In the water absorbents [1] and [2] according to the present invention, the mass ratio between (A) and (B1) or (A) and (B2) is preferably 100:(0.05 to 10), more preferably 100: (0.10 to 7), and most preferably 100: (0.50 to 5). When the ratio of (B1) or (B2) is 100:0.05 or more, an enhancement of the absorption speed is realized. On the other hand, if the ratio is 100:10 or less, the absorption speed is improved and the mechanical strength of particles of the resulting water absorbent composition becomes sufficient to practical use. In addition, enhancement of the absorption speed of the resulting absorbent composition under applied pressure is also realized.

{circle around (2)} when the apparent density is more than 0.1 g/cm3 but 5 g/cm3 or less (a micro-filler of this size is hereinafter referred to as a micro-filler (B3)) The apparent density of (B3) is generally greater than 0.1 g/cm3 but 5 g/cm3 or less, preferably between 0.15 g/cm3and 4 g/cm3, and more preferably between 0.3 g/cm3 and 4 g/cm3.

When the apparent density of (B3) is 5 g/cm3 or less, a large increase in volume of the resulting absorbent composition is observed. Furthermore, the absorption speed, especially diffusive absorption speed, of the resulting absorbent composition is improved.

On the other hand, when the apparent density of (B3) is greater than 0.1 g/cm3, sufficient increase of the volume of the resulting absorbent composition is obtained. Furthermore, the absorption speed, especially the diffusive absorption speed, is not lowered. In addition, the particle strength is further enhanced so that no dust is generated because of destruction of the particles due to mechanical shear, collision or friction.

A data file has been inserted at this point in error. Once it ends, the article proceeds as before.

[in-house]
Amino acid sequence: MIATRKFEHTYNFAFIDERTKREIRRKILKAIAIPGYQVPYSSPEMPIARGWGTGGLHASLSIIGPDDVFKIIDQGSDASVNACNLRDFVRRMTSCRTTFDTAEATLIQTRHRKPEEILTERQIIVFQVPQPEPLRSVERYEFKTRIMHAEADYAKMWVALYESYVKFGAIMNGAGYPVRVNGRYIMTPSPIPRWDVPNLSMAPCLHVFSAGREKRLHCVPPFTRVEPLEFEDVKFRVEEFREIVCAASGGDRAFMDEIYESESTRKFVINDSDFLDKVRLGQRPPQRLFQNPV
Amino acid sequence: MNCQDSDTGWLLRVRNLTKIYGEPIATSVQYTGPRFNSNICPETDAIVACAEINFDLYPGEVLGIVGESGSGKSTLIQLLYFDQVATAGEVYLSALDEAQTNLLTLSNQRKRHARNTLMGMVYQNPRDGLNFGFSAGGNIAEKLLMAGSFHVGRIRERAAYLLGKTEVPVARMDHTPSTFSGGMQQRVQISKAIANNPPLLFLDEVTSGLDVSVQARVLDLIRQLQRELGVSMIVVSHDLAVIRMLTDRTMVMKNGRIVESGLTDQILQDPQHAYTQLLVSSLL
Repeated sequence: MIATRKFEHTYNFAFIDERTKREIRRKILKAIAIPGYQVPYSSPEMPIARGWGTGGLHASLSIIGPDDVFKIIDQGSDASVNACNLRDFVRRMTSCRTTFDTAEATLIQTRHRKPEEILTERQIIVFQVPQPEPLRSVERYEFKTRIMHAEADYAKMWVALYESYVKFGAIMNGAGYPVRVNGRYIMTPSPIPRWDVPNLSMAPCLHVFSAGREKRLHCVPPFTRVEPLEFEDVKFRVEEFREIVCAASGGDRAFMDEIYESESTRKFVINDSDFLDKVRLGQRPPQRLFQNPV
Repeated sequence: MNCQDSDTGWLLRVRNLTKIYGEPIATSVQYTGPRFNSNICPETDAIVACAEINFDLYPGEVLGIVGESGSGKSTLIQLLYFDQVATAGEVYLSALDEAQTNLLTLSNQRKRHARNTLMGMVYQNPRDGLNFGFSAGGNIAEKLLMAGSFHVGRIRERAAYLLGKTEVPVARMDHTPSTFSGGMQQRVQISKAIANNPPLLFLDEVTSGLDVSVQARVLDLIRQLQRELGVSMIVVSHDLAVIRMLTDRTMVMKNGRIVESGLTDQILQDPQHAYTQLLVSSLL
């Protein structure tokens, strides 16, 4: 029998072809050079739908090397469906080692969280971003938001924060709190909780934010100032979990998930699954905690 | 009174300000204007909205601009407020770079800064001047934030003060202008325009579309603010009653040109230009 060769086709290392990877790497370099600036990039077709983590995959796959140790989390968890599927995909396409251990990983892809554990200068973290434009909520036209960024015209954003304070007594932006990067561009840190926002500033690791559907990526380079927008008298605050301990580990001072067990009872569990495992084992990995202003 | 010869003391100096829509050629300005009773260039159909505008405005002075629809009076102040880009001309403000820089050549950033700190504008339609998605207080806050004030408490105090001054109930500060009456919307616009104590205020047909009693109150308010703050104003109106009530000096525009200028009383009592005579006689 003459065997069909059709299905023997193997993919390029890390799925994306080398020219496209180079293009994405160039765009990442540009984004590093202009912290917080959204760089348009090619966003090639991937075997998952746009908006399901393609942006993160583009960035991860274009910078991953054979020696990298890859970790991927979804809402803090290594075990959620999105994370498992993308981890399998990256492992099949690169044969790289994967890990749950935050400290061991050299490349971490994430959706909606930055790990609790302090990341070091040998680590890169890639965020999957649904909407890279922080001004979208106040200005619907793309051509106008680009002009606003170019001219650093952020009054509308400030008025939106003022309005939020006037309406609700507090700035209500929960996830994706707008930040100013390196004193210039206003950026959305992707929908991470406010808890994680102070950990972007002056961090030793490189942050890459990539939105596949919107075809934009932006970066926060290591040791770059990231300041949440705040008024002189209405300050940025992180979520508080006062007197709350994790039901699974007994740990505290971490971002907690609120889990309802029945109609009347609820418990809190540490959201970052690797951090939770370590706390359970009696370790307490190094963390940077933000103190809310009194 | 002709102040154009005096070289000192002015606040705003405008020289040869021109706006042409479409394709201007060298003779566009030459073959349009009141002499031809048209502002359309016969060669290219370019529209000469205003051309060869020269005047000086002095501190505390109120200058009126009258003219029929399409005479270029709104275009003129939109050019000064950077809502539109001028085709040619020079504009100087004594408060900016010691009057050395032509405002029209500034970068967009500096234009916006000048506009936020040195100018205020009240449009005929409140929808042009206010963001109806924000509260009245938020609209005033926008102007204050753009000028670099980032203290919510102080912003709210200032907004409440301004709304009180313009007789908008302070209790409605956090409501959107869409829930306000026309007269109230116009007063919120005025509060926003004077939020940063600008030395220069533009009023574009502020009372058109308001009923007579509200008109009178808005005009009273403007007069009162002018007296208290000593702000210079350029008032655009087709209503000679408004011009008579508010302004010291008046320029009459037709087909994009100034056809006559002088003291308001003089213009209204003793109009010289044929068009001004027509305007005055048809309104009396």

The particle size of (B3) is generally 0.001 μm to 200 μm, preferably 0.005 μm to 150 μm, and more preferably 0.01 μm to 100 μm. Note that the term “particle size” herein used means not only the particle size of the original particle but also the particle size of agglutinated or granulated particles. When the particle size of (B3) is 200 μm or less, the diffusive absorption speed of the resulting absorbent composition is efficiently improved since excellent uniformity is obtained when (B3) is mixed with a hydrogel of (A). On the other hand, if the particle size is 0.001 μm or more, an excellent uniformity is obtained when (B3) is mixed with a hydrogel of (A) since the agglutination among (B3) is hardly generated.